The Schuyler Mansion
At the time of our tour, the house was undergoing some renovations in preparation for its 100th Anniversary as a State Historic Site, so some of the rooms were less “staged” and dressed than usual. Ian, our tour guide, used this as an opportunity to talk about the behind-the-scenes activities of running a house museum. The site offers several tours, one for school groups and another for non-school groups of 10-35 adults. Their focus tour “When Alexander Hamilton Called Albany Home” is available by reservation (because of renovations, please call for tour availability), is the one we took and was quite interesting, though perhaps a bit detailed for non-Hamilton-fan youth.
We met in the Visitor’s Center and Ian led the 10 of us through the house. Most of the focus was on the first floor, where the family’s public and private entertaining took place. The house does not have a kitchen or restrooms, as those were located in now-demolished outbuildings. The Schuylers kept slaves and the tour includes how slaves functioned in the household, which was both illuminating and disturbing. Alexander Hamilton’s role in procuring slaves was discussed, a topic which, according to several critics, is glossed over in the musical. Ian also took the time after the tour to discuss Philip Schulyler’s role in dispossessing the Haudenosaunee of their lands, one of my personal research interests. Other questions that popped up about which furnishings and household items were original to the family and house as well as how faithfully the renovations were to the period. Overall, I cannot imagine a more informative tour, given the general nature of our group and time constraints.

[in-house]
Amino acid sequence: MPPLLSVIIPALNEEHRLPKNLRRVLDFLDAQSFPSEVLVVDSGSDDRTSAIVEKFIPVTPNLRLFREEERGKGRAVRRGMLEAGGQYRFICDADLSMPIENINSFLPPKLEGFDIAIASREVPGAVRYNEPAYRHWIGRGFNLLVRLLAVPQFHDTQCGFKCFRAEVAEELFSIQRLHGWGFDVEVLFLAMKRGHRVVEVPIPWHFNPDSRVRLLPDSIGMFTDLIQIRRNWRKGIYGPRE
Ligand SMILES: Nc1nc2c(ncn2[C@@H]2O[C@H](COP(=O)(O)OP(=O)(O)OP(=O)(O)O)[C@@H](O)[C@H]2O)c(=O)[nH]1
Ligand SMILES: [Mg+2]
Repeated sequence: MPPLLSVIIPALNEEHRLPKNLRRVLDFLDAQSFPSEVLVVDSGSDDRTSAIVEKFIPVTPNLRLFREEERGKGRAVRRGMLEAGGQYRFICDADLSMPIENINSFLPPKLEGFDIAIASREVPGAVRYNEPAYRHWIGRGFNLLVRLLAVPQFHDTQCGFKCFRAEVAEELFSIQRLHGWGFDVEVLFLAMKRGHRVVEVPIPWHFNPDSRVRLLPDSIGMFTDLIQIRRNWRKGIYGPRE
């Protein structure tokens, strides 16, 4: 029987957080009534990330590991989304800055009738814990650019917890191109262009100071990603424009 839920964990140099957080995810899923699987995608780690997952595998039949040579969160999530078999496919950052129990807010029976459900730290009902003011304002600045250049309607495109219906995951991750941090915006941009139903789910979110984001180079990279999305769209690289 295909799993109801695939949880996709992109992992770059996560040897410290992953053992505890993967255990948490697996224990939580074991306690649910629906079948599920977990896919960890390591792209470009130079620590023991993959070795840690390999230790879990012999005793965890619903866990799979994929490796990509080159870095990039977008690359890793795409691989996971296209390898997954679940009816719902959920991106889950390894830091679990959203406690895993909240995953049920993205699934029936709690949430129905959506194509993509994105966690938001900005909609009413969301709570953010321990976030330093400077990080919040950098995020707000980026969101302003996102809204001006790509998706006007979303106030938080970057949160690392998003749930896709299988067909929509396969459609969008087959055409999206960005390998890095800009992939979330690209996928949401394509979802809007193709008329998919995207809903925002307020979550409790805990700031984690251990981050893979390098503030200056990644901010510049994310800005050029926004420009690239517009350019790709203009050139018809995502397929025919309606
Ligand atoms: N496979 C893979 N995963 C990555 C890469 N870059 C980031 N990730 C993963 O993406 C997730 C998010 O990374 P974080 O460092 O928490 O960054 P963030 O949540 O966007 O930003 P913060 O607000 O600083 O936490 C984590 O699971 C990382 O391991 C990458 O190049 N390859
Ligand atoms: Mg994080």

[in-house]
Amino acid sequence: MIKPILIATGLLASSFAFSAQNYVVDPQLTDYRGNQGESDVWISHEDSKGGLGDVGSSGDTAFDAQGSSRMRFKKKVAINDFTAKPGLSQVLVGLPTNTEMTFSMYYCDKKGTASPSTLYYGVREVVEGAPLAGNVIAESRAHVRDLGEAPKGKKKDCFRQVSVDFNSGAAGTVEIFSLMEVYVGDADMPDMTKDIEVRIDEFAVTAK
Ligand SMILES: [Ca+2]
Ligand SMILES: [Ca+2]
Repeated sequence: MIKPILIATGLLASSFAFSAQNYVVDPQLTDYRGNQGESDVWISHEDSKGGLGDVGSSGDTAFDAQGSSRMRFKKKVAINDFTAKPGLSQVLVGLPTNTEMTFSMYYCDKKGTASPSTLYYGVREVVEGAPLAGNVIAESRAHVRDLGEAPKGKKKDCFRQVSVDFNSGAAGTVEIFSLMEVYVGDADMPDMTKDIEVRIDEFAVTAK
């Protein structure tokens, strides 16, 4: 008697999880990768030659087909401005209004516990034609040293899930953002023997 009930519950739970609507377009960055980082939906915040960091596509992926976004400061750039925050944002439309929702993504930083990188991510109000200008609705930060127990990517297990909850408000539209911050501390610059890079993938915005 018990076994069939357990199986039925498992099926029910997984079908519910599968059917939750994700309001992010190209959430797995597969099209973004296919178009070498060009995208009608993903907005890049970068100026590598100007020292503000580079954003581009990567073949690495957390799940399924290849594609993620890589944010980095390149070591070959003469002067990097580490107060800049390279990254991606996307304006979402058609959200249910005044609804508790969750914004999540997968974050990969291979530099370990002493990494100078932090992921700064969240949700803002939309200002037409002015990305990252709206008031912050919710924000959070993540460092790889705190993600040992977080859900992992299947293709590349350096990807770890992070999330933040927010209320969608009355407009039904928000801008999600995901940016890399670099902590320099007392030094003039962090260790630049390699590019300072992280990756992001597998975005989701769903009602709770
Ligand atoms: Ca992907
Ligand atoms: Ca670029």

Philip and Catherine Schuyler raised their family in the house, and they hosted the wedding of their daughter Elizabeth to Alexander Hamilton in 1780. Hamilton spent much time in the house during the rest of the Revolutionary War and immediately afterward when he studied law. His rival, Aaron Burr, also studied law there, taking advantage of Philip’s large library. Other famous guests included Benjamin Franklin, Marquis de Lafayette, and British General John Burgoyne, who served house arrest after his surrender at Saratoga. The house and lands were sold after Philip’s 1804 death, and the house’s subsequent history included time as an orphanage. In 1917, New York State acquired the house and the current renovations are the fruits of the efforts by museum staff to secure grants to keep the house in great shape for the future.
Resources and Additional Reading
Hamilton: An American Musical
Schuyler’s role in the Battle of Saratoga
Schuyler Mansion Facebook and Twitter
Schuyler Mansion Blog
Born and raised in Central NY, Michael Brewster has traveled the US extensively, but is most at home in the Finger Lakes. The beauty and history of Upstate NY continue to marvel and fascinate him. He enjoys local food, beer and live music. Find him on Twitter @brewcuse